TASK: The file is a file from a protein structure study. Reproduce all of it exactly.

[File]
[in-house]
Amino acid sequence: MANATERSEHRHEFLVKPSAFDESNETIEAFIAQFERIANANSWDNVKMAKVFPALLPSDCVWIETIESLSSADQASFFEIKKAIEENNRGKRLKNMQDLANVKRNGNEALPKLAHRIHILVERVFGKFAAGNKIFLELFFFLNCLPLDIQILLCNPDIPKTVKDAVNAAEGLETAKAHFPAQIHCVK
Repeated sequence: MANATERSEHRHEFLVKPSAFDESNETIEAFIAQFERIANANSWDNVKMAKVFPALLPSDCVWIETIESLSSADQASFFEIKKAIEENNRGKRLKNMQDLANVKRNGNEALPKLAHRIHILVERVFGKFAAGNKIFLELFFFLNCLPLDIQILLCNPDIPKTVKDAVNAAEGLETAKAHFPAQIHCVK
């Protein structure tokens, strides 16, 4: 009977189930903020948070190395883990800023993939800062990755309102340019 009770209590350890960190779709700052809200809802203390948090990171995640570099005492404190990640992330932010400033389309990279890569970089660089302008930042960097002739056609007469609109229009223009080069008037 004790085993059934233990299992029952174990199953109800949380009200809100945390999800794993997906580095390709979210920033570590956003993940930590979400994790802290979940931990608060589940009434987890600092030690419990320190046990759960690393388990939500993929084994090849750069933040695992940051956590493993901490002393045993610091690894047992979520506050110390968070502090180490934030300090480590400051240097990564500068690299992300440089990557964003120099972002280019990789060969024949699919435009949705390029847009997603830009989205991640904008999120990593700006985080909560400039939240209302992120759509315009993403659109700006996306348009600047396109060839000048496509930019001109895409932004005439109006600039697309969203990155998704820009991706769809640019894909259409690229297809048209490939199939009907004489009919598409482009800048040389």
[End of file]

[in-house]
Amino acid sequence: MANATERSEHRHEFLVKPSAFDESNETIEAFIAQFERIANANSWDNVKMAKVFPALLPSDCVWIETIESLSSADQASFFEIKKAIEENNRGKRLKNMQDLANVKRNGNEALPKLAHRIHILVERVFGKFAAGNKIFLELFFFLNCLPLDIQILLCNPDIPKTVKDAVNAAEGLETAKAHFPAQIHCVK
Repeated sequence: MANATERSEHRHEFLVKPSAFDESNETIEAFIAQFERIANANSWDNVKMAKVFPALLPSDCVWIETIESLSSADQASFFEIKKAIEENNRGKRLKNMQDLANVKRNGNEALPKLAHRIHILVERVFGKFAAGNKIFLELFFFLNCLPLDIQILLCNPDIPKTVKDAVNAAEGLETAKAHFPAQIHCVK
């Protein structure tokens, strides 16, 4: 009977189930903020948070190395883990800023993939800062990755309102340019 009770209590350890960190779709700052809200809802203390948090990171995640570099005492404190990640992330932010400033389309990279890569970089660089302008930042960097002739056609007469609109229009223009080069008037 004790085993059934233990299992029952174990199953109800949380009200809100945390999800794993997906580095390709979210920033570590956003993940930590979400994790802290979940931990608060589940009434987890600092030690419990320190046990759960690393388990939500993929084994090849750069933040695992940051956590493993901490002393045993610091690894047992979520506050110390968070502090180490934030300090480590400051240097990564500068690299992300440089990557964003120099972002280019990789060969024949699919435009949705390029847009997603830009989205991640904008999120990593700006985080909560400039939240209302992120759509315009993403659109700006996306348009600047396109060839000048496509930019001109895409932004005439109006600039697309969203990155998704820009991706769809640019894909259409690229297809048209490939199939009907004489009919598409482009800048040389």